Password spraying is a type of brute-force attack that involves trying a single password against many different accounts, rather than trying many different passwords against a single account. This type of attack is less time-consuming and more successful than trying one password against a single account.
For more information, have a look at the 5 top types of ATO fraud scenarios.
How to protect yourself from Account Takeover?
One of the most important steps to protect yourself from account takeover is to create strong and unique passwords for each of your online accounts. It is important to create passwords that are at least 8 characters long and include a combination of letters, numbers and symbols.
Additionally, you should change your passwords regularly and avoid reusing the same password for different accounts. Other than that, it is also important to enable two-factor authentication (2FA) for all your accounts. This will add an extra layer of security as it will require you to verify your identity through a code sent to your phone or email address.
Furthermore, always be cautious when clicking on suspicious emails or links. Do not click on any links in emails from unknown senders and never provide your personal information in response to an email. Lastly, it is important to keep all your software and devices up to date as the latest security patches may protect you from potential threats. By following these simple steps, you can protect yourself from account takeover.
Follow the next tips to protect yourself from ATO fraud:
- Use strong and unique passwords and never share them with anyone
- Enable two-factor authentication (2FA)
- Monitor your accounts regularly
- Be alert for suspicious activity
- Avoid clicking on links in emails or text messages from unknown senders.
- Don’t save passwords on your devices
- Don’t give personal information in response to a request from an email or text message Use a password manager
- Monitor your credit reports
- Avoid using public Wi-Fi for sensitive activities
- Install antivirus and antispyware software and keep it up to date
How can organisations detect Account Takeover fraud?
Account Takeover fraud is a serious issue that organisations must be aware of and take steps to prevent. To detect Account Takeover fraud, organisations need to have a comprehensive fraud detection system in place that can identify when an account has been taken over. This system should include a combination of manual and automated processes.
Organisations need to monitor for suspicious activity and patterns of behaviour that may indicate an account takeover. This can include regularly reviewing login histories, tracking changes to contact information and monitoring for unusual account activity. Any suspicious activity should be flagged and investigated immediately.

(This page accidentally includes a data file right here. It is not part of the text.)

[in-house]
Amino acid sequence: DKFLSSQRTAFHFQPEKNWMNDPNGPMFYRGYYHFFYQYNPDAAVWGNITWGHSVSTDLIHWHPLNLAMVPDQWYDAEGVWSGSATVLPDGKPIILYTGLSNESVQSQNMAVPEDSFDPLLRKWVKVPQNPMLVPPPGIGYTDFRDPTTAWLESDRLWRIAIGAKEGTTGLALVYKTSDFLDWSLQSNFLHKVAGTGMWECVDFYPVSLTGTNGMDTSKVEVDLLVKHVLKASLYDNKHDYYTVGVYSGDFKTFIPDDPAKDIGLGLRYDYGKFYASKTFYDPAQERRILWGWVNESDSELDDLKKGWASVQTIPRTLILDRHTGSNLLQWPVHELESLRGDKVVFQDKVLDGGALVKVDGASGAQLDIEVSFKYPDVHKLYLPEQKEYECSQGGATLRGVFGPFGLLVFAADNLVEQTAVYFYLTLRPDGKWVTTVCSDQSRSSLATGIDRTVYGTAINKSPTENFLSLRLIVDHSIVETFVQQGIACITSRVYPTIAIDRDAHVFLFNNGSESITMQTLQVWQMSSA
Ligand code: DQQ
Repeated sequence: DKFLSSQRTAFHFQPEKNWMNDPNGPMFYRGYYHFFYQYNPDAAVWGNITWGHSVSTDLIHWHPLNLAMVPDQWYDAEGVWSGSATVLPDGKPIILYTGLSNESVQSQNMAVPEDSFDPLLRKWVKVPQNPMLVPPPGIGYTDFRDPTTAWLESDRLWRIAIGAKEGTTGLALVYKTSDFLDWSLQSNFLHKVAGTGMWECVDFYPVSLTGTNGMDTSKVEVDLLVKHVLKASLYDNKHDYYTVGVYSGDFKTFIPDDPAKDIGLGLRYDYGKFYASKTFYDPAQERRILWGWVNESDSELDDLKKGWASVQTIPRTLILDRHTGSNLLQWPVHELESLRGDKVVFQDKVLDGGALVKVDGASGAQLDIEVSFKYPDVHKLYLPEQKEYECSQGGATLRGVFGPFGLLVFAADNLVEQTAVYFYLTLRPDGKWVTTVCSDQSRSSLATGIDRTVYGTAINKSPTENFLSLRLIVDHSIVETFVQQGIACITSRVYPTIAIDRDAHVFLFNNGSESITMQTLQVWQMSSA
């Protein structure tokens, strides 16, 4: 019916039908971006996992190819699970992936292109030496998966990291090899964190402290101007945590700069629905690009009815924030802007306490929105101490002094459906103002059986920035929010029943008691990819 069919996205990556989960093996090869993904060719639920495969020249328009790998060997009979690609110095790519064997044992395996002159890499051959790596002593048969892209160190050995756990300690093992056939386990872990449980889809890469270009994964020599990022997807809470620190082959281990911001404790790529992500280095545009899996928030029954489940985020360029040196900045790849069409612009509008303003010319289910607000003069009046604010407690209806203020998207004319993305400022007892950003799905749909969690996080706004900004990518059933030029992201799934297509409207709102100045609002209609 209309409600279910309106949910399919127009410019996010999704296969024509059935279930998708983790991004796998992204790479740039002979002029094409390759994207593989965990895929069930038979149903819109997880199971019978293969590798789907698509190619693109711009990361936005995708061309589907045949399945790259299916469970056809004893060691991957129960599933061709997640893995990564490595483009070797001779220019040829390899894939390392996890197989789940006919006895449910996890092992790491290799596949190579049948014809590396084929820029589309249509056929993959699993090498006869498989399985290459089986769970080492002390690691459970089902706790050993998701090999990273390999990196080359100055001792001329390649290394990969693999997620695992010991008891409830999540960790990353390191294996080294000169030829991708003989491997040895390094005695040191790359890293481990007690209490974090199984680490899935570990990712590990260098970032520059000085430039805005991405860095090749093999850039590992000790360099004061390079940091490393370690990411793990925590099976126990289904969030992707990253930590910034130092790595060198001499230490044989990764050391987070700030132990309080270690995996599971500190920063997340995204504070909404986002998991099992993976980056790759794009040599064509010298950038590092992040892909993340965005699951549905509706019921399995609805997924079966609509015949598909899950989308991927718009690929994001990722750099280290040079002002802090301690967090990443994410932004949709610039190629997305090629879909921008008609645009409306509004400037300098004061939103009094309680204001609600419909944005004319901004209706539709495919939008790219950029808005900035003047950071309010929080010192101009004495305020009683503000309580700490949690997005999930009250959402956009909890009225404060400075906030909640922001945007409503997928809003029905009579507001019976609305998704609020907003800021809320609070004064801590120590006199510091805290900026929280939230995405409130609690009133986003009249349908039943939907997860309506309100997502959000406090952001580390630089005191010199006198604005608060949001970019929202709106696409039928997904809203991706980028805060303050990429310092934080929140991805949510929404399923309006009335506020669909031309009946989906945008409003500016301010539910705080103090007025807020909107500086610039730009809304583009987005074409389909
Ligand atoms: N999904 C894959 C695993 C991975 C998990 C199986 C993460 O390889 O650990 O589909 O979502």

Organisations can also use a variety of tools to detect account takeover fraud, such as account takeover prevention software and identity verification solutions. These tools can help detect and prevent fraud by monitoring suspicious activity, verifying the identity of users, and providing alerts when there are changes to contact information or account settings.
Organisations should also implement stronger authentication methods, such as two-factor authentication (2FA), which can make it more difficult for criminals to gain access to accounts. Additionally, organisations should regularly review their security policies and procedures and update them as needed to ensure they are up to date.
By implementing these measures, organisations can take steps to protect their accounts and detect Account Takeover fraud.
5 steps banks can take to prevent Account Takeover fraud
The following 5 steps describe how banks can adopt different techniques to prevent ATO fraud.
Using Artificial Intelligence (AI) based detection systems
Artificial Intelligence (AI) based detection systems can be used to prevent account takeover fraud. AI-based systems can enable Machine Learning (ML) to use sophisticated algorithms and powerful technology to analyse user activity and detect suspicious activity. These systems detect anomalies in user behaviour, such as unusual login attempts, or large amounts of money being transferred out of the account, which can alert the user and help them to prevent fraud.
AI-based systems can also use facial recognition technology to verify the identity of the user before allowing access to the account. By using AI-based detection systems, users can be confident that their accounts are secure and that their personal information is safe from fraudsters.
Multi-Factor Authentication (MFA)
Multi-Factor Authentication (MFA) is an invaluable tool to protect companies from account takeover fraud. It requires multiple authentication factors such as passwords, biometrics, or one-time-use codes to access an account. Adding an extra layer of security makes account takeovers much more difficult for fraudsters. MFA also helps protect against phishing attacks by ensuring that users are entering their credentials into the correct site.